The Fair Contracts for CA Farmworkers Act
Assemblyman Jim Patterson, R-Fresno, authored a bill to deal with this situation head on.
AB 1389, The Fair Contracts for CA Farmworkers Act would give workers the right to confirm or reject the terms of a contract being forced on them by the Agricultural Labor Relations Board, as a result of the state’s mandatory mediation and conciliation process. The bill would give workers the right to attend and monitor all mandatory mediation meetings held by the Agricultural Labor Relations Board. Farm workers do not currently have these rights.
Patterson’s bill says if the union abandons or fails to represent the workers for a period of three or more years, the ALRB must decertify the union contract, removing them as the workers’ representative.
Farm workers would be allowed to attend all mandatory mediation meetings in order to monitor the process and understand the terms of their contract.
Patterson’s bill will be heard Wednesday in the Assembly Labor and Employment Committee.
Workers To Earn Less With UFW Contract
Longtime Gerawan Farming employee, Silvia Lopez, filed a federal civil rights lawsuit against ALRB board members and top staff, for their refusal to count the ballots from the November election. Lopez has been the leader of the workers, and personally organized the signature gathering to petition the decertification election.
Lopez and the workers say they don’t want the union for many reasons, the least of which is they stand to make less money. Union dues for the United Farm Workers is three percent of pay. At least three recent UFW contracts call for employees to earn $9 per hour. Once union dues are deducted, the workers actually earn closer to $8.75 an hour — less than minimum wage, which is currently $9.00 per hour.
Currently paid $11 per hour minimum without a union contract, Gerawan workers earn over $2 per hour more than workers with UFW contracts elsewhere. Even more troubling is the current contract the ALRB and UFW are trying to force on the Gerawan workers will cause them to earn less than the $11 an hour they currently earn once dues are deducted. Under an imposed union contract, the Gerawan workers will earn $10.91 per hour instead of the $11 they earn now. The union has told the workers that they want to fire anyone who does not give them 3 percent of his or her pay.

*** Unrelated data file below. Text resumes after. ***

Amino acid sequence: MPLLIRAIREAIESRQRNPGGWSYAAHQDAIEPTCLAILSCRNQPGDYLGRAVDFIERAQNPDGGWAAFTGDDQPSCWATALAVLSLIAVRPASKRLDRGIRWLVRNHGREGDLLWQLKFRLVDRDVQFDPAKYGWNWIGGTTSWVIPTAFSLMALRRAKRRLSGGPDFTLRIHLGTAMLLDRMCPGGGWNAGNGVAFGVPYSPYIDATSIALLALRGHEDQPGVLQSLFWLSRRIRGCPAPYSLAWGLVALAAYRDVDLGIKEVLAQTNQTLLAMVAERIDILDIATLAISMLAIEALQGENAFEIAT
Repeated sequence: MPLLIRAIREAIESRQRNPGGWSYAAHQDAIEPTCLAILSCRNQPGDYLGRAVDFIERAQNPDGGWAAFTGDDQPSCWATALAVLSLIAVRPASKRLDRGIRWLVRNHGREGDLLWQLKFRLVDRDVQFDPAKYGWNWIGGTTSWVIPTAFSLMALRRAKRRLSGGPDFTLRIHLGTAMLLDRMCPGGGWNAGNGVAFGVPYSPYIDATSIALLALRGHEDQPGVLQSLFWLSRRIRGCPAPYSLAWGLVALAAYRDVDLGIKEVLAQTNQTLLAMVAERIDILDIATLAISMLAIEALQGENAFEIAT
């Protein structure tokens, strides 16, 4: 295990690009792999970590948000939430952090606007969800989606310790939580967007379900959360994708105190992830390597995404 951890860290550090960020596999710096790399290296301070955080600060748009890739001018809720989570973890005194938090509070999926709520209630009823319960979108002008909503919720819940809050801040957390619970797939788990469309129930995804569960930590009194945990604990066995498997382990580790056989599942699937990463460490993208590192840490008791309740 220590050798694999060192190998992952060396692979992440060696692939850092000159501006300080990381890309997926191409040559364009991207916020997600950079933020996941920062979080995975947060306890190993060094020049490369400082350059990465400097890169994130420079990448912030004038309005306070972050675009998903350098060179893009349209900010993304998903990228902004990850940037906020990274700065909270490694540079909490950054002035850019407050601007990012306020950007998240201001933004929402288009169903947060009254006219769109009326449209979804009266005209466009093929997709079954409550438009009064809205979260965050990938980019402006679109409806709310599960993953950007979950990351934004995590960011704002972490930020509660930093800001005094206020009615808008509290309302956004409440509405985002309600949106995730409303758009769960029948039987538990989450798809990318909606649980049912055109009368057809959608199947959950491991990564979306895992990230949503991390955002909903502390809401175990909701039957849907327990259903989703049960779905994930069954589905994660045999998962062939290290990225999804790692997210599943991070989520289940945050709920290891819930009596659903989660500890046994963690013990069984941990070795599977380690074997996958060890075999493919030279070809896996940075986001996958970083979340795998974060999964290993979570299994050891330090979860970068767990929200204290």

Perhaps that is also why the ALRB and UFW put a sneaky clause in the Gerawan contract to prohibit the workers from continuing their wildly popular strike protests against ALRB and UFW.
It is important to note that the Gerawan family has never charged the workers anything to keep their jobs, nor have they tried to prevent the workers from striking or protesting.
This is an issue which deserves attention from both sides of the political aisle. On April 14, the 5th District Court of Appeal in Fresno heard oral arguments to decide the constitutionality of forced labor contracts. In the case of Gerawan and another grower, the state Agricultural Labor Relations Board is trying to force a government-written “contract” on the employers and employees, without a ratification vote by the employees, even though the employees will have to pay the union or lose their jobs.
The Gerawan employees held an election in Nov. 2013 to likely decertify the UFW, but the ALRB locked up the ballots and refused to count them. And now there is a chance an ALRB judge could order the ballots destroyed. What about the workers’ voices? Do they not have the right anymore in union-dominated California to choose to work without a union contract? This is a far cry from Wisconsin, where employees are allowed to decide if they want to be members of a labor union.